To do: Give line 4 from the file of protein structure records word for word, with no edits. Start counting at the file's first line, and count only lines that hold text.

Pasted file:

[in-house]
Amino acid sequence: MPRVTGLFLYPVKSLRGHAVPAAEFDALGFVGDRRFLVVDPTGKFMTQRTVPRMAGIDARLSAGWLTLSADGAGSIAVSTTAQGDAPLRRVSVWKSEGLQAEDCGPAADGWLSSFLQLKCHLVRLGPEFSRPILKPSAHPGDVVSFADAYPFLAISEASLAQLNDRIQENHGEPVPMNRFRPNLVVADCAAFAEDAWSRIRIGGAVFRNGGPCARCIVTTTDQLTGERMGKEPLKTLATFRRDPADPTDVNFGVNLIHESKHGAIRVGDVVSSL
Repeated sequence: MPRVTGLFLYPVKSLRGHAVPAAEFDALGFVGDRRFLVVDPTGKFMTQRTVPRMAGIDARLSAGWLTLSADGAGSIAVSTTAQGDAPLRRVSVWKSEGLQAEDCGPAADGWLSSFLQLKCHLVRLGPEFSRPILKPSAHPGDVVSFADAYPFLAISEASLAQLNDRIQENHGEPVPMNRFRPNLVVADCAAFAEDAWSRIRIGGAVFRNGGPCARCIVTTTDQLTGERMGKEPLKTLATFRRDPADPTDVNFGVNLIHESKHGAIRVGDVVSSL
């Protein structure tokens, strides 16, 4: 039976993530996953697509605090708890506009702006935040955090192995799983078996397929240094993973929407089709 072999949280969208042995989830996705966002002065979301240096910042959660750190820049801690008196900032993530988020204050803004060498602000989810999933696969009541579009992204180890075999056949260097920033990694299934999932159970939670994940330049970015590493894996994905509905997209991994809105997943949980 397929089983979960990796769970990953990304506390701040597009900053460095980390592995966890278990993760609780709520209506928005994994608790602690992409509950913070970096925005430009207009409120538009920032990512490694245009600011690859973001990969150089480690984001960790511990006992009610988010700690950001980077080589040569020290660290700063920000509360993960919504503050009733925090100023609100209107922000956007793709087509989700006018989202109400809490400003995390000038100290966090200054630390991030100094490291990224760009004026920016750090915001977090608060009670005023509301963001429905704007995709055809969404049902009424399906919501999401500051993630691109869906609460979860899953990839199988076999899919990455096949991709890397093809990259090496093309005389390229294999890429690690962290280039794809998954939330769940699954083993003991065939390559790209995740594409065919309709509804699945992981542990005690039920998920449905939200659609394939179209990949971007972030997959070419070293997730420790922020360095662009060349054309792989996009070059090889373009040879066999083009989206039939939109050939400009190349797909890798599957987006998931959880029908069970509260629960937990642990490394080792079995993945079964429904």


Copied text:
């Protein structure tokens, strides 16, 4: 039976993530996953697509605090708890506009702006935040955090192995799983078996397929240094993973929407089709 072999949280969208042995989830996705966002002065979301240096910042959660750190820049801690008196900032993530988020204050803004060498602000989810999933696969009541579009992204180890075999056949260097920033990694299934999932159970939670994940330049970015590493894996994905509905997209991994809105997943949980 397929089983979960990796769970990953990304506390701040597009900053460095980390592995966890278990993760609780709520209506928005994994608790602690992409509950913070970096925005430009207009409120538009920032990512490694245009600011690859973001990969150089480690984001960790511990006992009610988010700690950001980077080589040569020290660290700063920000509360993960919504503050009733925090100023609100209107922000956007793709087509989700006018989202109400809490400003995390000038100290966090200054630390991030100094490291990224760009004026920016750090915001977090608060009670005023509301963001429905704007995709055809969404049902009424399906919501999401500051993630691109869906609460979860899953990839199988076999899919990455096949991709890397093809990259090496093309005389390229294999890429690690962290280039794809998954939330769940699954083993003991065939390559790209995740594409065919309709509804699945992981542990005690039920998920449905939200659609394939179209990949971007972030997959070419070293997730420790922020360095662009060349054309792989996009070059090889373009040879066999083009989206039939939109050939400009190349797909890798599957987006998931959880029908069970509260629960937990642990490394080792079995993945079964429904």